Even if this could be reversed, with massive housing and industrial development already being implemented for the West coast our rural habitat is eroded. Golden Eagles need a large hunting territory and if in the future they cannot find it in Cumbria, long acknowledged to have the best biodiversity of all the counties of England, then they will find it nowhere.

It is a bleak thought that we have seen the passing of the last golden eagle in England.rspbgolden eaglegolea_tcm9-18277

Third Egg

Yes! A third egg for KL and Unring. This time not laid under the cover of darkness but was witnessed by both visitors and staff, arriving at 11.25 this morning. It was not perhaps the calmest of confinements as Unring insisted on being present at the ‘birth’. This is not something we have seen before as usually the female gets on with it by herself.

KL was obviously in the throws of labour when Unring flew in, moved her off the eggs and sat there himself. KL, pushed out to stand closer the nest edge, with her tail overhanging her spouse, did a sort of  slow knees bend. When she stood up there was the egg. Again it was very beautifully marked with large red blotches.  The pair soon swapped over again and she commenced brooding all three. Congratulations to John who had his finger on the recording button and managed to film the sequence. Just ask to see the clip when you visit Whinlatter CCTV screens.

Three eggs is a full clutch, although occasionally some females will lay a fourth egg, or in exceptional circumstances a fifth or sixth, if the first ones are destroyed. However, often these are smaller and don’t hatch. Up until yesterday the pair were mating, indicating there was still another egg to come but we would expect them to stop as soon as the clutch is complete.

Update on third bird. A third bird visited the nest yesterday and was chased off by Unring. Whether it is the same one as that of a few days ago we have no idea! As a reminder that we have had other pairs trying to establish themselves on Bassenthwaite in the past, this picture is of a ‘honeymoon’ pair who built a little love nest in 2011. But sadly they1johngillospreysjune2011

did not return in 2012. (photo John Gill)

Other sightings One of the Valley farmers had an interesting sighting of ospreys in the plural just before Easter, counting six in the trees along the marsh beck. This seems to back up our theory that the spell of fine weather a week before gave a window of opportunity for a lot of passage ospreys to arrive slightly earlier than average. They would all have been moving further North. It also shows that osprey numbers are steadily increasing.

Roost in the Mediterranean? Of Corsican.

Number 14 15.04.16







Regressing to fill in details the journey-line on the map for the 14th and 15th of April shows our bird in the Med has a great deal of sense. Rather than an all-in-one swoop across the 300miles of sea from the African coast he roosts on the Island of Corsica on the night of the 14th and moves onto Genoa on the 15th.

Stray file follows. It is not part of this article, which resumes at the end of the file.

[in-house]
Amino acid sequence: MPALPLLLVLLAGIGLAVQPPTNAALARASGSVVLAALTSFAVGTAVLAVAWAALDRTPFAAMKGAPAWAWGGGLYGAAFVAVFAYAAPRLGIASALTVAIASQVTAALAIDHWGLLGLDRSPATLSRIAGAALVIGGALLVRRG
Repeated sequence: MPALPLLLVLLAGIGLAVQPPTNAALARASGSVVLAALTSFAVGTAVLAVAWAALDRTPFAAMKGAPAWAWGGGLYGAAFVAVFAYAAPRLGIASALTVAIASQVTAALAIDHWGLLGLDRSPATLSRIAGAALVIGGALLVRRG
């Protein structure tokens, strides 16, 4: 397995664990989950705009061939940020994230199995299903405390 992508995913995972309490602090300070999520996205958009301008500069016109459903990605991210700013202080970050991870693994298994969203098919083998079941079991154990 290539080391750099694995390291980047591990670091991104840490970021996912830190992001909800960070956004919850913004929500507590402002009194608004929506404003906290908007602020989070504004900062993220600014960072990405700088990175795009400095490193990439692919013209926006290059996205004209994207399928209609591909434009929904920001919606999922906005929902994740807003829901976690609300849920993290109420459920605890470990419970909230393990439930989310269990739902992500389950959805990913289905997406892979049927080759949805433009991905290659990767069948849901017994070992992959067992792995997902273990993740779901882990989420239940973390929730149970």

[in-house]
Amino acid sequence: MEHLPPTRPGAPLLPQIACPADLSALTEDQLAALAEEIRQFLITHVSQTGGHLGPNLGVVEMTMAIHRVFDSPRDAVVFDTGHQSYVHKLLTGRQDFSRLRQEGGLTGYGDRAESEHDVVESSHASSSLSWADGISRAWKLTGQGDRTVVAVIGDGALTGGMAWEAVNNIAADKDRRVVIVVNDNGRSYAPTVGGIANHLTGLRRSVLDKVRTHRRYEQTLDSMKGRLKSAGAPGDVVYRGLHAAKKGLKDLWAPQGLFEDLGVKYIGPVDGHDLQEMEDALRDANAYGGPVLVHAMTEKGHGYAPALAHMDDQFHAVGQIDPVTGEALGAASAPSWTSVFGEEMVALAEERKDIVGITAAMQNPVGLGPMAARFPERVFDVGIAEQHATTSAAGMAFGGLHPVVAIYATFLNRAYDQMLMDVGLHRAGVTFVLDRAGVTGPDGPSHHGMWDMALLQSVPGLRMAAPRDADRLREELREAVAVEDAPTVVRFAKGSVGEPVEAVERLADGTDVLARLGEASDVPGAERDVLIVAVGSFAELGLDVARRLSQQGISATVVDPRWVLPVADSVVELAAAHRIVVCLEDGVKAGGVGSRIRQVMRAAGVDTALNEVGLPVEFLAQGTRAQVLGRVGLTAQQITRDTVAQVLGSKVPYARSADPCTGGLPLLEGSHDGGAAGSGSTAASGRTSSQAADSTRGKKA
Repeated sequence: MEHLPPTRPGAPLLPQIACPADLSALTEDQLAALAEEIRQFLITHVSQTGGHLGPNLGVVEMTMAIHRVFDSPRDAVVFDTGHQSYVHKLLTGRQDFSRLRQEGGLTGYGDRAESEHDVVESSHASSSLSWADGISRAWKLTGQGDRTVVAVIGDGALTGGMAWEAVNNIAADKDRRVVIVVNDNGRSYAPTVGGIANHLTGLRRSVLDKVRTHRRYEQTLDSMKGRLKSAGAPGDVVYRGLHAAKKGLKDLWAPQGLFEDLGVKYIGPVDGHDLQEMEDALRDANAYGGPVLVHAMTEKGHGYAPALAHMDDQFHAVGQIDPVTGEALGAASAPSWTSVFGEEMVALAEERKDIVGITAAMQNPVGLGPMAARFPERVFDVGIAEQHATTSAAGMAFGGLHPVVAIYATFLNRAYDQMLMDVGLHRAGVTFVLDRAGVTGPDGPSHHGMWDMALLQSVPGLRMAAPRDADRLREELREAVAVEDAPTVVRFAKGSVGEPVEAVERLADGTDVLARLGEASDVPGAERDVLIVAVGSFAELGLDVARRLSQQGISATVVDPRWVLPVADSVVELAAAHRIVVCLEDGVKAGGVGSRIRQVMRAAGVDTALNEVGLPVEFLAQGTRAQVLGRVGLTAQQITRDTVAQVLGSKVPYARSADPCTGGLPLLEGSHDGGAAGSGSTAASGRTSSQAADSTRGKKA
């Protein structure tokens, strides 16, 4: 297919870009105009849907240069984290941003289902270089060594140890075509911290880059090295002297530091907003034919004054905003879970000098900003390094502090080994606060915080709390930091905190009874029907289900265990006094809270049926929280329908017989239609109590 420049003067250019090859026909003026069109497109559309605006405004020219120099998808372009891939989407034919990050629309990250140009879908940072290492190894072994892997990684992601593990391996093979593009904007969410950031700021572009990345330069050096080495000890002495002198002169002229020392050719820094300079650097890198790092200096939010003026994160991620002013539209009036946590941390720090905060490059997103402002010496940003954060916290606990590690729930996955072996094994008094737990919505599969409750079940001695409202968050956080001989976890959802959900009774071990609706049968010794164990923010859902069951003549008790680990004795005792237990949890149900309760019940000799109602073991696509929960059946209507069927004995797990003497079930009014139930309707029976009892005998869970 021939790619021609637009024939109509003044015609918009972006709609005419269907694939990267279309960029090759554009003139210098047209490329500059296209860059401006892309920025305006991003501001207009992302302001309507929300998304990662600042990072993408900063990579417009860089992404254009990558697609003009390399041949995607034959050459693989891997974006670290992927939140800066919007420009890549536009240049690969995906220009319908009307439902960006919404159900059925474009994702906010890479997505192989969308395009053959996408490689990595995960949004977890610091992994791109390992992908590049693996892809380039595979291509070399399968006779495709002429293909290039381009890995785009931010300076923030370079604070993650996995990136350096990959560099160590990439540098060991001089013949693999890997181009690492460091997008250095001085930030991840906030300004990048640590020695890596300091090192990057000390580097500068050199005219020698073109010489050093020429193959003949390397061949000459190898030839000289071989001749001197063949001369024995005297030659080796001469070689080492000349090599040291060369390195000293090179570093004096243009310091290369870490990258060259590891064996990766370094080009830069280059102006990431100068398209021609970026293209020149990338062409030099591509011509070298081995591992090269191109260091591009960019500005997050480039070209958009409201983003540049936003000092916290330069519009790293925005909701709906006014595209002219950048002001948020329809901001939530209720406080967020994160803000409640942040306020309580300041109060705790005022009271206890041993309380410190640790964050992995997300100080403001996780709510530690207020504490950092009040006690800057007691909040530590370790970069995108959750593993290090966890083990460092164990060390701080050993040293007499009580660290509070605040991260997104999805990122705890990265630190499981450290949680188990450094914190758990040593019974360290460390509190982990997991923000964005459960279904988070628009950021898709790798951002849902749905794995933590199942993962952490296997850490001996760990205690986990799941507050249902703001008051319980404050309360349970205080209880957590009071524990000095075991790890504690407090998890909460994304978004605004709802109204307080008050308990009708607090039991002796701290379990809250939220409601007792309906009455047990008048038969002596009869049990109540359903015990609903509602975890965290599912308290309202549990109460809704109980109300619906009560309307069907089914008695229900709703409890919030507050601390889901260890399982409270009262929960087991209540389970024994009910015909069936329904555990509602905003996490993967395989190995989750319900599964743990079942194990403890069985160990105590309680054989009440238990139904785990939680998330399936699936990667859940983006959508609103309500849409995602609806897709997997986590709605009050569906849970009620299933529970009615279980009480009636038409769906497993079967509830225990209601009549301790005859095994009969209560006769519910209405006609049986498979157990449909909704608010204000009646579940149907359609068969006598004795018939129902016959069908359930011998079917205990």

Starting on the 14th in Algeria he goes out to sea near the La Salamandre National Park at Jjijel. This is a particularly significant place for an osprey, although he may not know it, as  the bay westwards was nominated last year as a future marine protected area of critical importance because of being a spawning ground for major commercial fish species.

A third of the way across the Med he veers northwest to reach  Corsica (not sure at this juncture if the line without dots represents some night flying)  passing near the Sanguinary Islands ( Islands of Blood) towards Ajaccio. In the past a migrating osprey might have caught a fish in the Gravona River that flows through Ajaccio but now that river is nearly entirely consumed as the city’s water supply.

He rested just west of the town and the next morning saw him winging his way along the coast over the many white sand beaches to the north point.  Might he have met up with Jane’s bird? (see March 15th post)

The last hop took him straight North to Italy, just East of Genoa. This is again another very significant place for marine wildlife as it houses a huge Aquarium whose mission is ‘to educate and raise public awareness as regards conservation, management and responsible use of aquatic environments.’ The magnificent biosphere, housing tropical plants, such as might grow in Bioko, was created by R Piano in 2001 – the first year that ospreys nested on Bassenthwaite.

220px-La_Bolla_di_Renzo_Piano;_Porto_Antico_Genoa_(5700585868)  Creative commons  Christine Zenino

Two eggs don’t Genoa!


Well, our beautiful birds are now the proud parents of two eggs. As happens so often with these creative events, KL produced this one sometime in the night or early this morning. Here KL is getting off the nest so that Unring can have his turn at sitting.You can see which is the new egg on the left, as it is still is a bright pristine colour. The earlier one has regrettably taken on the khaki hue of the wet manure from the field that lines much of the nest. The incident with the black plastic seems to have been resolved with more nest material being plonked on top. Yesterday, it was a source of great consternation for both birds and watchers. In a series of constant rearrangements the egg found itself sitting on the plastic, rolling under the plastic, having the plastic pulled out from under it, and being wrapped up in the plastic.However, no harm done!


Number 14 14.04.16 1


No 14 speeds onwards. At 06.00hrs on Thursday 14th he reached the area of water we thought he was heading towards, a large reservoir with the dam at Manbaa El Ghozlane village named rather beautifully ‘Fontaine des Gazelles’, very lush and green. His tracker sign shows him over a dry river bed but probably there is some water in it at this time of year coming through from historic village and dramatic Gorges d’El Kantara. And with water comes fish.  With only one range of mountains between him and the coast he has crossed the major hurdle of the Sahara!

250px-Le_défilé_d'el_Kantara Creative Commons Rachid Hamatou

Today, Friday 15th he has forged on and crossed the Mediterranean in one swoop, landing in the afternoon SE of Genoa. He is such a strong bird! This is slightly West of his path last year, perhaps influenced by the south easterly breeze. With a clear sky tonight his bedtime temperature is a clement 15C although it looks to be slightly more overcast tomorrow.